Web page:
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Apple releases tightened requirements for its Mountain Lion OS

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July 11, 2012

Apple said yesterday that it has released new system requirements for its upcoming version of OS X, code named Mountain Lion.

As is usually the case with any operating system release, not all Macs need too apply.

Even some that qualified for the Mac's current operating system, Lion.

However, the basic system requirements are pretty straightforward, but Apple does provide a bit more detail than it has in the past:

  • OS X version 10.6.8 (Leopard) or later
  • 2 GB of memory
  • 8 GB of available disk space
  • But Apple also notes that some Mountain Lion features will require you to be hooked up to an ISP, and that others will require an Apple ID card.

    The list of supported Macs OS is a bit more interesting, seeing how Apple now provides information on specific Macs, as opposed to its published tech specs for OS X 10.7, better known as Lion.

    Here is the list of Macs that qualify for Mountain Lion:

  • iMac (Mid 2007 or newer)
  • MacBook (Late 2008 Aluminum, or Early 2009 or newer)
  • MacBook Pro (Mid/Late 2007 or newer)
  • MacBook Air (Late 2008 or newer)
  • Mac mini (Early 2009 or newer)
  • Mac Pro (Early 2008 or newer)
  • Xserve (Early 2009)
  • For its Lion OS, Apple merely says that your Mac has to have an Intel Core 2 Duo, Core i3, Core i5, Core i7, or Xeon CPU, 2 GB of memory or more, and at least 7 GB of available storage space, then left it up to you to determine whether or not your Mac qualified for the new OS.

    If you read the specs of the new Macs that will be allowed into the Mountain Lion list, you'll notice that Core 2 Duo–equipped iMacs, MacBooks, MacBooks Pros, MacBooks Airs, and Mac minis still qualify, but just some of them.

    For example, if you have a Core 2 Duo–equipped Mac mini released in mid-2007 or a similarly equipped late-2006 iMac, you should be okay.

    If you're thinking of upgrading to Mountain Lion, but you're not sure exactly what vintage your Mac model is, select 'About This Mac' in the Apple menu, click on the 'More Info' button, and you'll be presented with a dialog box that will tell you your Mac's name and release version.

    Knowing that in the past, Apple has timed its operating system releases to coincide roughly with its quarterly financial reports, we've assumed that Mountain Lion would be part of Apple's July 24 third quarter 2012 earnings release date.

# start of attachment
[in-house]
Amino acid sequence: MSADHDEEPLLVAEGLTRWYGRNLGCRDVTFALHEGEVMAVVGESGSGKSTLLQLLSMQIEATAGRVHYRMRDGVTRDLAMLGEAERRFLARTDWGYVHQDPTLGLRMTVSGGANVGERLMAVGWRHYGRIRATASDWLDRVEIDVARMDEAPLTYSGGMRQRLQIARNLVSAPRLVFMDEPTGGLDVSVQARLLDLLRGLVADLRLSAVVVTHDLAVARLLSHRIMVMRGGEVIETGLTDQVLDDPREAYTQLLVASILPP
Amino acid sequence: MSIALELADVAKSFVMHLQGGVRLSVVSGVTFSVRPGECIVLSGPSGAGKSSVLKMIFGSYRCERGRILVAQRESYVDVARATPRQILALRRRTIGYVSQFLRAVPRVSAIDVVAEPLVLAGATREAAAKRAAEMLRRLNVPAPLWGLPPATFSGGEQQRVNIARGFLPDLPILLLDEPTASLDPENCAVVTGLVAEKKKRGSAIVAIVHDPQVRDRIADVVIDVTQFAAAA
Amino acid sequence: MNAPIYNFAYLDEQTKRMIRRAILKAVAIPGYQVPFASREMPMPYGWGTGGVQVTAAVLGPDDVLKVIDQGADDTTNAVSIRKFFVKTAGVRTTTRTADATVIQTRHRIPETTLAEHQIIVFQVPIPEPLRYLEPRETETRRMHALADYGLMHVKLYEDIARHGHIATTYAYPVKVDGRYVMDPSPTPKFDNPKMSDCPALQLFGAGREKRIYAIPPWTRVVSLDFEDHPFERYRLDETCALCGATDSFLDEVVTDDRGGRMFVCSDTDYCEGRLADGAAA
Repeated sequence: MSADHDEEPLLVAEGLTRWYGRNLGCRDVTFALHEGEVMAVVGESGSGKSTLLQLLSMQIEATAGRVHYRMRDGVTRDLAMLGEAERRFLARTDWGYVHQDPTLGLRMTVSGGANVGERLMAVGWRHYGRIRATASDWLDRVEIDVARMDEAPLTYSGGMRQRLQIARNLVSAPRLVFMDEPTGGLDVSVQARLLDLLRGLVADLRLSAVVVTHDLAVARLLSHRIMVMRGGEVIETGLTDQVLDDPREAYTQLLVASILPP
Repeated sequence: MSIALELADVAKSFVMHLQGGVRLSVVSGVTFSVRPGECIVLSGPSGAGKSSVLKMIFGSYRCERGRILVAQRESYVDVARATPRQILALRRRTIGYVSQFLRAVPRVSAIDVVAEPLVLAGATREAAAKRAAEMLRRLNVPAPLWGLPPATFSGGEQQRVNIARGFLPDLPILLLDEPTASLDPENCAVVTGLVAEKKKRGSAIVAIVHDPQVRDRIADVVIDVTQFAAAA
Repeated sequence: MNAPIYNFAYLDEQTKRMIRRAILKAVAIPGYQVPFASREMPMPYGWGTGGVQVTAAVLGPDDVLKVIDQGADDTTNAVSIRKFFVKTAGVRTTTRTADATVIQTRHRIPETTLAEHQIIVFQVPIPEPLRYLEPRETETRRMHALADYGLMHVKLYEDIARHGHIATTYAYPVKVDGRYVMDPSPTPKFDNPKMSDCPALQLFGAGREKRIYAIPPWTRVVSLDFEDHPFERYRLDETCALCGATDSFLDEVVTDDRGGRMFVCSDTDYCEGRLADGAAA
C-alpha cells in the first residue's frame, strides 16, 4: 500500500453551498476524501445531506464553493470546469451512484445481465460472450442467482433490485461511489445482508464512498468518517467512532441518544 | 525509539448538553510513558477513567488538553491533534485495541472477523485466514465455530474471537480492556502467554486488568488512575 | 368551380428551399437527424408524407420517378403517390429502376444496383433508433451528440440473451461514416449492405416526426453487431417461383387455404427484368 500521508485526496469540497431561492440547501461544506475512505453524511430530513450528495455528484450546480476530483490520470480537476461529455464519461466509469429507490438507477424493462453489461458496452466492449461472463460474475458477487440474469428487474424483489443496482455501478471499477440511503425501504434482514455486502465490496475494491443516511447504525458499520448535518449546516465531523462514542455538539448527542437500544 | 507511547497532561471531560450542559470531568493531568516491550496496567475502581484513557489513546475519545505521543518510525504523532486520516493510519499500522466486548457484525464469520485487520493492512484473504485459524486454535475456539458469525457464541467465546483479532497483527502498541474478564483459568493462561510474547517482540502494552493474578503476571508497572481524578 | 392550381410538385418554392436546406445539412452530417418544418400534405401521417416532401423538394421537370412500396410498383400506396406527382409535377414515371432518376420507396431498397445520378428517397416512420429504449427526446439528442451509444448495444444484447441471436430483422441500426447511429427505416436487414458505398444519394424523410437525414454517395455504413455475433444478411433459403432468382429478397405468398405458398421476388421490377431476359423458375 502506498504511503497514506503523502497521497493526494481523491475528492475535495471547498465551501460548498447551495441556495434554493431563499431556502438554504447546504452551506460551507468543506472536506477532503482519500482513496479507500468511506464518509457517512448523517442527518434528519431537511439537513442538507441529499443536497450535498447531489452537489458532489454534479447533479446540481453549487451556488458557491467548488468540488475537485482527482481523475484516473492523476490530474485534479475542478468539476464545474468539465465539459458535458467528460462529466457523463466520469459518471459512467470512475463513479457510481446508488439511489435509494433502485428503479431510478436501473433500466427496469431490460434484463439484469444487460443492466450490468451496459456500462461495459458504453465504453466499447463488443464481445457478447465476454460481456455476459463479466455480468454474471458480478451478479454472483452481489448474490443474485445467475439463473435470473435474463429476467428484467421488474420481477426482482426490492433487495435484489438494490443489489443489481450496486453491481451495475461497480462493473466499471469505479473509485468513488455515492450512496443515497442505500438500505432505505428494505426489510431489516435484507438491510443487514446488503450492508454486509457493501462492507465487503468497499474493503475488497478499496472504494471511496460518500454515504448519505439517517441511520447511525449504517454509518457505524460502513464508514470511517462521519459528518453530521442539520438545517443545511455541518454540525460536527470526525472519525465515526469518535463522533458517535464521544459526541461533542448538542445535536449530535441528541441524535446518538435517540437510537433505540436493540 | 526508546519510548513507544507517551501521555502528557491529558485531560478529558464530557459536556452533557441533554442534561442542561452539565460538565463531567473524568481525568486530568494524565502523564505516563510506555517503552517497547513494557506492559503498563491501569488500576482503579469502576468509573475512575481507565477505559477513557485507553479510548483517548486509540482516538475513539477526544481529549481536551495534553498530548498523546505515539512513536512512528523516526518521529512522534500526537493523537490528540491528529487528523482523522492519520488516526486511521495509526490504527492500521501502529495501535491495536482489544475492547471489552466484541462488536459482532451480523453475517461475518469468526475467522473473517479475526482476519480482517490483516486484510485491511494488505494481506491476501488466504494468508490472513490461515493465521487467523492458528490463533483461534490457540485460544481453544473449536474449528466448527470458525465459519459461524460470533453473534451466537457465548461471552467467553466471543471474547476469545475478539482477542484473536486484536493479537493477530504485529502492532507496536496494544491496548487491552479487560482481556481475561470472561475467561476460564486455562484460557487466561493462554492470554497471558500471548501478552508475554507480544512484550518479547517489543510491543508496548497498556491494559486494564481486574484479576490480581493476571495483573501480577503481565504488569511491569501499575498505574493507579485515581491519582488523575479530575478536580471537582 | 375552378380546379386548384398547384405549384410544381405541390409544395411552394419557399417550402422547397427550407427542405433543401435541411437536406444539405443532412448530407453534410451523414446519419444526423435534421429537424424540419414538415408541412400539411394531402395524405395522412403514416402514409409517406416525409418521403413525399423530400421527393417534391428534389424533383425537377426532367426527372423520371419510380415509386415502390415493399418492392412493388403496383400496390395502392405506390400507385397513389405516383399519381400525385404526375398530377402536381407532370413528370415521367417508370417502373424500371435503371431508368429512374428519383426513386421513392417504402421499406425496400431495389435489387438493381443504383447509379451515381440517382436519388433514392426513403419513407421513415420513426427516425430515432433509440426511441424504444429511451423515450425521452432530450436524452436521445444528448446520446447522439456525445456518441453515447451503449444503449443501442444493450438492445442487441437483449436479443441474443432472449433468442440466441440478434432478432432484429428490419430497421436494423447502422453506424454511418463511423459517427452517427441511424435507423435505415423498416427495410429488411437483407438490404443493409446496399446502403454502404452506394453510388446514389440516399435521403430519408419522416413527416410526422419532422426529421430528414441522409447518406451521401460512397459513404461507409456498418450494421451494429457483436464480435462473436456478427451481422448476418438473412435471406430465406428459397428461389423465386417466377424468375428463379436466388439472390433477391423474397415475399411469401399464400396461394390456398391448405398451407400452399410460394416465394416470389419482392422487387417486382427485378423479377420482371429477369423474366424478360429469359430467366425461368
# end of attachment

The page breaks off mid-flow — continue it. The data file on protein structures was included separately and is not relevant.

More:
On July 9, Apple did release to developers its OS X version 10.8, so there's a chance the OS could be available a bit earlier than that.

    Whether or not Mountain Lion's release date matters to you depends upon whether it meets Apple's requirements. If not, the version of OS X that you're using today will not suddenly cease to function on the day Mountain Lion is unveiled.

    In other operating system news

    A few weeks ago, we reviewed Microsoft's Windows 8 operating system with new eyes, hoping to determine whether this mostly consumer-focused version of the OS made any sense for businesses and enterprises.

    And what we found actually surprised us a bit. For example, once you get past the disappointment that most IT professionals have about the touchy-feely new 'Metro Environment' Windows 8 is simply a logical evolution of the work Microsoft began with Windows 7, defined by a number of useful smaller features rather than a handful of major changes.

    So the question is, will the business and enterprise segment ever work with Windows 8 or is it just meant and targeted at the consumer merket?

    Of course for consumers, Windows 8 is a bit like a rebirth of Windows, as Microsoft CEO Steve Ballmer recently stated, with an all-new, touch-centric, iPad-like interface grafted onto the Windows desktop. If this new OS is successful, Microsoft will indeed have redesigned Windows for an entirely new range of hardware and devices.

    After all, we can all agree that with the advent and the growing popularity of millions of smartphones and tablets everywhere, the personal computer market as we knew it is currently being replaced or at least hugely transformed by people's fixation and desire for mobility at all times.

    And it seems that Microsoft is aware of that and is taking measures to participate in that billion-dollar market. The software behemoth tries to act cool about this, as if it has been evolving Windows in that way since the beginning.

    To be sure, Windows has evolved a lot over the years, but it’s always evolved for PCs, and, to even a lesser extent, to servers. Windows features and functionality have always mapped to the real (TCP/IP and internet) or perceived (push web content) trends in hardware, software, and services that were happening in the broader industry at the time.

    Until Windows 8 arrived on our doorsteps, Microsoft’s core Windows product has only been designed for PCs. When Microsoft wanted to broaden its success with Windows into other device types, such as PDAs, hand-held computers, media players, video game consoles, online services, or whatever -- it wasn’t Windows that made the trip, it was Windows-like technologies, developer APIs, and end-user interfaces.

    At times, Microsoft marketed its products with the name Windows, misunderstanding that most people’s experiences with Windows were at best neutral, and were in fact sometimes negative. So we got such disparate products and services as Windows CE, Windows Live, and Windows Azure, none of which are really Windows but sub-components in a way.

    Source: IT Direction, the IT News Website.

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